Construction commenced in 2007 and was completed on time and on budget by Spring of 2009. The new harbour saw the construction of two breakwaters of 850,000 tons of Rock, 1400 metres in length. Each arm has an internal Combi-pile wall of approximately 400 metres in length. Inside the harbour the seabed is dredged to 10 metres average depth. This produced 1.65 million cubic metres of sand which was used for reclamation work on the new Harbour. The remains of a 34-year-old wreck, the 353-ton Dutch coaster Polaris, were removed from the Harbour. The Polaris, which sank in February 1973, had lain on the seabed about 100 metres from the shoreline in the middle of the outer harbour site.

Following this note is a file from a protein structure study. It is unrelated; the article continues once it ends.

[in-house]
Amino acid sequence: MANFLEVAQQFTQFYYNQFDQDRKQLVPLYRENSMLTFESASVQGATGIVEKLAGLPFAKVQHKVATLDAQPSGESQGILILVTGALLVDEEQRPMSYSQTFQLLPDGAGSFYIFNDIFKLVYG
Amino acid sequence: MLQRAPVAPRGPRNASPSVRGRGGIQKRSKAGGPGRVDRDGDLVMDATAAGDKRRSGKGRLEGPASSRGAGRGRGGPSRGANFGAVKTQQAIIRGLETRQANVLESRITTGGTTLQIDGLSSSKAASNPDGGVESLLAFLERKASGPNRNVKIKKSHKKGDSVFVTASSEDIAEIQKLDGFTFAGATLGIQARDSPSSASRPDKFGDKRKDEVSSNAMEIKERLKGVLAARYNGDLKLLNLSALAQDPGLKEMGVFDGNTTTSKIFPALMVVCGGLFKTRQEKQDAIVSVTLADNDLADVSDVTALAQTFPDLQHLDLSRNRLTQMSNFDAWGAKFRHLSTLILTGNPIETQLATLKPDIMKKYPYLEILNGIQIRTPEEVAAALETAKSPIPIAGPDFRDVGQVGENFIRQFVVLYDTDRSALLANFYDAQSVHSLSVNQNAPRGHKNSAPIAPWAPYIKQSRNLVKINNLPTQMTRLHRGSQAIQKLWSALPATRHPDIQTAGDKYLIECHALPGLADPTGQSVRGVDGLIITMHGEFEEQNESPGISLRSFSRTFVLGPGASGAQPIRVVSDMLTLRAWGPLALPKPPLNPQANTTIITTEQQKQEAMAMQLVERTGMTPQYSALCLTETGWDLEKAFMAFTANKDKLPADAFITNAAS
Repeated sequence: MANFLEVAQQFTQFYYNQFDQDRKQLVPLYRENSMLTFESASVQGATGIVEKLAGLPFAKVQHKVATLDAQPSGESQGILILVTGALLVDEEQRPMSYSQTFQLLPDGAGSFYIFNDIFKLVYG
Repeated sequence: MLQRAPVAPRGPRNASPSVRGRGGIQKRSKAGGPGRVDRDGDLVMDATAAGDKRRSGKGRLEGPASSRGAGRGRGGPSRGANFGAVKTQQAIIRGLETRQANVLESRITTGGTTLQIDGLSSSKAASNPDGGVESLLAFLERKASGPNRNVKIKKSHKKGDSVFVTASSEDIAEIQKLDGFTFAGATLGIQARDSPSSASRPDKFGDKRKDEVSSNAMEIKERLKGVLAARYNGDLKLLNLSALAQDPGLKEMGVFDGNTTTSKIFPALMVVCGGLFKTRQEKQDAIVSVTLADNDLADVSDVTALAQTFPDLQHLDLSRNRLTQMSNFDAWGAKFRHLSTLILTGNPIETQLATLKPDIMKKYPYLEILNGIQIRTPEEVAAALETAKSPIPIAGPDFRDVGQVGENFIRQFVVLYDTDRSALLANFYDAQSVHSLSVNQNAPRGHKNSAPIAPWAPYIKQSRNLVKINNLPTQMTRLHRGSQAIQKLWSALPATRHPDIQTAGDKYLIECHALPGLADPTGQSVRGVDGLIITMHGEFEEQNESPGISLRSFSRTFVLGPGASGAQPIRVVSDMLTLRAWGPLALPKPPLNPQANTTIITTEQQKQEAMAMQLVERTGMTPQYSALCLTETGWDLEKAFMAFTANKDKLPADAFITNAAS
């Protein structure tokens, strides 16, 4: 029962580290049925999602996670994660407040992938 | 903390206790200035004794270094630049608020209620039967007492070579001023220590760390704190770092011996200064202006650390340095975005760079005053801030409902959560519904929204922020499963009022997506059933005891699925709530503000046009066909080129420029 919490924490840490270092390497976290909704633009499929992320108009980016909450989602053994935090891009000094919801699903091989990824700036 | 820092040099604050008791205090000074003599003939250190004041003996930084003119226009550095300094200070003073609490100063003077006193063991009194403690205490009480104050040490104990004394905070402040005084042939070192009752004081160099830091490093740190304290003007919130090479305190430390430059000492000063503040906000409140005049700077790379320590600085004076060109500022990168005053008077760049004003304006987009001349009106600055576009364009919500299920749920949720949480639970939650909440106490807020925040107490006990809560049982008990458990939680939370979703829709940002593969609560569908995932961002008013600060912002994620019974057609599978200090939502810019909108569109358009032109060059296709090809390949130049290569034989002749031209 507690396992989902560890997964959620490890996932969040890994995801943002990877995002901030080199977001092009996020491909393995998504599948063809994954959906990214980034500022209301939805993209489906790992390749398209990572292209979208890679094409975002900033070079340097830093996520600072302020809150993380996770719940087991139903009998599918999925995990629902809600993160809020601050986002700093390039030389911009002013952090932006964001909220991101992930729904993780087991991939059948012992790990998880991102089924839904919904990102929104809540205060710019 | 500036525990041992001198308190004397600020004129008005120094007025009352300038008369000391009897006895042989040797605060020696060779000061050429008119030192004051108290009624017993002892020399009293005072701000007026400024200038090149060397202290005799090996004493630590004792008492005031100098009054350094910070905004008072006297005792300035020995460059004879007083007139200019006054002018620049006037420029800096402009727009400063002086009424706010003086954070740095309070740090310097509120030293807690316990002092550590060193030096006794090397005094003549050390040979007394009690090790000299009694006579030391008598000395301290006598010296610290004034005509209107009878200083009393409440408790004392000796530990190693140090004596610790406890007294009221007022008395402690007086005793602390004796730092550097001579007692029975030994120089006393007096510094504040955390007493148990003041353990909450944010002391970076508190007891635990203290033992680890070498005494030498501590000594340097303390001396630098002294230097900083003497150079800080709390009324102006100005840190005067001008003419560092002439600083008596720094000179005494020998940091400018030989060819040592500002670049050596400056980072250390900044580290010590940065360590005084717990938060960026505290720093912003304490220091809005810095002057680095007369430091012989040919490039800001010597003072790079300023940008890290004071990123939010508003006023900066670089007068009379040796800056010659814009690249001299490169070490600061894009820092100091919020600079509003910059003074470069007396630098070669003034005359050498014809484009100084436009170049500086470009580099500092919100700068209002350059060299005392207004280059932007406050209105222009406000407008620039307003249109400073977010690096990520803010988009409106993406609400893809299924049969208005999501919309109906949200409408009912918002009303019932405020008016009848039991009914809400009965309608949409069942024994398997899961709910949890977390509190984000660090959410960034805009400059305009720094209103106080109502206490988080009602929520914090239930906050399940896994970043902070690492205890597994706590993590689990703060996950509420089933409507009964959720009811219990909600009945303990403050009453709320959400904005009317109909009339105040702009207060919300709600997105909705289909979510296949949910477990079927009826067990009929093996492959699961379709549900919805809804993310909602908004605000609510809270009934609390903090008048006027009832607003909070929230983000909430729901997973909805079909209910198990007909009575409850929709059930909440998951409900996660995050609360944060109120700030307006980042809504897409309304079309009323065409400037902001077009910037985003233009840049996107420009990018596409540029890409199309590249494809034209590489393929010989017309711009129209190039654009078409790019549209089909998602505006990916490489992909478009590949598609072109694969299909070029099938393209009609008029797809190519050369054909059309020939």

That the new deep water Outer Harbour was constructed during the height of the world economic crash was an achievement in itself but the changed economy at the time of opening in 2009 - with surplus capacity in other ports like Felixstowe - meant that the original plans for a schedule of two ro-pax ferries operating a thrice-daily service (Great Yarmouth Port and Industry Handbook 2001/2 - pages 12–13) were not going to be delivered in the short term.

In late April 2009, the northern quay was substantially complete with fenders, mooring bollards and gantry crane rails installed. The arrival of the 'Zhen Hua 6', carrying two gantry cranes manufactured by ZPMC happened on 4 May 2009.